Cats find humans very trainable. They have perfect timing, persistence and consistency. We certainly need to take a leaf out of their book and look at the successful strategies our feline friends adopt to get exactly what they want from us! Forewarned is forearmed – many cats are making their owners miserable by their tyranny. At the Cat Clinic, we rather admire the feline ingenuity, but now we are going to give the game away, so humans can attempt to get the upper hand again.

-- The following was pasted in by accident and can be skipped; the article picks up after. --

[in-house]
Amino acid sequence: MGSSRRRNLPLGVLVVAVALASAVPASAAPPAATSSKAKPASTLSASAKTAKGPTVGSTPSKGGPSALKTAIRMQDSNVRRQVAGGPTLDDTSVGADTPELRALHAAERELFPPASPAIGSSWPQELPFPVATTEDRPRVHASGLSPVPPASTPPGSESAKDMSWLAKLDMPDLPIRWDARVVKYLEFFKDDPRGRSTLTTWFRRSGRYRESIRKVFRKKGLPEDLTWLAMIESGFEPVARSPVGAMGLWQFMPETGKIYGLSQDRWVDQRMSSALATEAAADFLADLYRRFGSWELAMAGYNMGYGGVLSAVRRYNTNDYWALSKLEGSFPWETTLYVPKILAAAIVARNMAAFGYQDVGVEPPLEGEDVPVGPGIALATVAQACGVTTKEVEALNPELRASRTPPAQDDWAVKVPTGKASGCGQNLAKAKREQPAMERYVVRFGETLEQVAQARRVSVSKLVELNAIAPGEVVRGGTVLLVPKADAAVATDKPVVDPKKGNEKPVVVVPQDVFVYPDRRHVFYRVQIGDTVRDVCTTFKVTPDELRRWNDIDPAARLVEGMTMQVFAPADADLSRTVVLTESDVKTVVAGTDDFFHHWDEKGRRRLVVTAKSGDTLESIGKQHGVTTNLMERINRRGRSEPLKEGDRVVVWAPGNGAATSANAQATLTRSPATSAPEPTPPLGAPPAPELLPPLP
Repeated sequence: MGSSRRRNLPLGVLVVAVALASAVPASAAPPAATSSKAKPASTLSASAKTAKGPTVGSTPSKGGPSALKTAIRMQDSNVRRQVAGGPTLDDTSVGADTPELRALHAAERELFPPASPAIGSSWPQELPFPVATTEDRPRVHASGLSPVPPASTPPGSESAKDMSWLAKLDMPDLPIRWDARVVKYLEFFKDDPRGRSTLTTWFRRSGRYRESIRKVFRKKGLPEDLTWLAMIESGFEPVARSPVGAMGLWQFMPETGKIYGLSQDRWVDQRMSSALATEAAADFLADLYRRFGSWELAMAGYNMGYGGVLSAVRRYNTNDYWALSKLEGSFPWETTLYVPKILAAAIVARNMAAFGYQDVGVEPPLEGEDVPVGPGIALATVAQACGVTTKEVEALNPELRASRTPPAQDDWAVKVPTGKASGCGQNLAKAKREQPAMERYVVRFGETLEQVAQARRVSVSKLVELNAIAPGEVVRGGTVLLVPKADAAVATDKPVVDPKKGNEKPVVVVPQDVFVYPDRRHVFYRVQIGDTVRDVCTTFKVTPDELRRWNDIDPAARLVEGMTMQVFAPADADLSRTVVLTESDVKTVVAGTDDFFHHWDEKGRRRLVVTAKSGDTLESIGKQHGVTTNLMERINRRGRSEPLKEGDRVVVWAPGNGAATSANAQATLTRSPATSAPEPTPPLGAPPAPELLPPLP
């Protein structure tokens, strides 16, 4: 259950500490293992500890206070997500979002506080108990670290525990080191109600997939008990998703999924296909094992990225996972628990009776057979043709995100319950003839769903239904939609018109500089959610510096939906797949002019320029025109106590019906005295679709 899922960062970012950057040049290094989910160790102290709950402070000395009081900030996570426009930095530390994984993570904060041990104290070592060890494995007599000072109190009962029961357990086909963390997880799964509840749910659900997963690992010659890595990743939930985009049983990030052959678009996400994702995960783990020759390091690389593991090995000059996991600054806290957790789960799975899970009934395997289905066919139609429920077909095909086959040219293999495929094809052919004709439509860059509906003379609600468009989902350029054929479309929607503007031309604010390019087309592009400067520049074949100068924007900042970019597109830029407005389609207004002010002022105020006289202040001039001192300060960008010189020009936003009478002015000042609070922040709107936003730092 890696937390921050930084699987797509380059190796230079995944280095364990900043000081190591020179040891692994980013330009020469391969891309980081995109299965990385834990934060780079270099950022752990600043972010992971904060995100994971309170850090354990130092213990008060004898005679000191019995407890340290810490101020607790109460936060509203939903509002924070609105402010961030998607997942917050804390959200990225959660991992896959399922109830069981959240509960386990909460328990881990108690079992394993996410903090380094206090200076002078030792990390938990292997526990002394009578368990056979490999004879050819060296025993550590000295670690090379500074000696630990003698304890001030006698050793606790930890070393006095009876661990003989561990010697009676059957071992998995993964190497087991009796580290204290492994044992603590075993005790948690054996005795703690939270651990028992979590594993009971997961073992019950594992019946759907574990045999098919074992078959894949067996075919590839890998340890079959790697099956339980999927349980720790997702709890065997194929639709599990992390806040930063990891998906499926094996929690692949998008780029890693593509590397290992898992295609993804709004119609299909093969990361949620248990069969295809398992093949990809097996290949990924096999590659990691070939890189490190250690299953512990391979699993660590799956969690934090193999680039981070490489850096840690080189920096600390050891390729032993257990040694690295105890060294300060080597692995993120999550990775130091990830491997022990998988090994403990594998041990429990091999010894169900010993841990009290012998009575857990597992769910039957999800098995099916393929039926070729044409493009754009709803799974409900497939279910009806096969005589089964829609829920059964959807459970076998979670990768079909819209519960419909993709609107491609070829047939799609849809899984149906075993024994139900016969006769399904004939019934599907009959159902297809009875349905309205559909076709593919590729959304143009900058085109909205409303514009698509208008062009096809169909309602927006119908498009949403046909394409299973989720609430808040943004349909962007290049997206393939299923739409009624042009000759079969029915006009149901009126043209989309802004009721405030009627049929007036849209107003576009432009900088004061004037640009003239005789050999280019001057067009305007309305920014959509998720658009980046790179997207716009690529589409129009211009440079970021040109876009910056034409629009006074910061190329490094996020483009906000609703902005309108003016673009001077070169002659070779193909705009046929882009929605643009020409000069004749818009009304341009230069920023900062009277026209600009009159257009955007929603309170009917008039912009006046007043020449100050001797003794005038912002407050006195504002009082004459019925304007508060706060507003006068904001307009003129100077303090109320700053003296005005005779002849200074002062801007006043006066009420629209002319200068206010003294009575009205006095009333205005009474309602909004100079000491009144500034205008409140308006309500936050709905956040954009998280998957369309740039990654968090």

Here’s how it works. If you want to get any other being (human or animal) to repeat a particular behaviour, you will have to give them an indication that you have noticed the activity, and then either increase the chances of them doing it again by rewarding them, or decrease the chances of a repeat performance by punishing them. Words do not need to come into it. Food and claws will do. So, your cat notices that when you go to the fridge or cat food cupboard, sometimes food appears in their bowl. Excellent. Then your cat has a go at drawing your attention to the fridge or the cat food cupboard. First they walk around, but then they make a noise. They watch to see what gets you out of your chair – a yowl is what it takes. And then, silly you, you give them food to keep them quiet. Oh no! You have just rewarded the yowling, not the silence! Your cat can keep you hopping up and down all night with this method. They can also wake you up whenever they feel like it. Once your cat has trained you, ignoring the yowl is really hard. Because now your cat thinks you have lost your mind and forgotten your training! For every time that you answer the yowl (by responding, or worse still by filling the food dish), you have to ignore the yowl 10 times at least, in order to try to get the cat to understand that the yowling technique will not work any more. Fortunately, you can speed-up this process by diverting the cat to another activity. So now when they yowl, they get a game (often, especially with young cats, all they want is your attention anyway and the game is the best fun). Most cats are not marathon players, and after a quick bat or two at a rope, they’ll go back to bed without any extra food. At the Cat Clinic, we talk to many, many distraught owners who are being driven mad by their cat’s training success. Just remember: how do they get tigers to jump through hoops of fire? By giving them food when they get to the other side! Now think of the things your cat will not let you do. Clip claws, give pills, comb them. How did they train you to stop doing those things? A growl, a hiss, a hook with a claw. They have punished you for doing something they did not like, and did not want you to do again. The problem is, no one has managed to train a cat through punishment – they just get fiercer. You have to give them something they want – like a delicious food treat – in exchange for their permission to take a bit of liberty with their personal space. You have to be careful with the timing here – otherwise you will be giving them the treat for behaving badly! If you do then you can kiss your chances of a successful nail clip or comb out goodbye! So next time you plan to jump to your kitty’s command, just remember, it is you who has just been trained by an expert!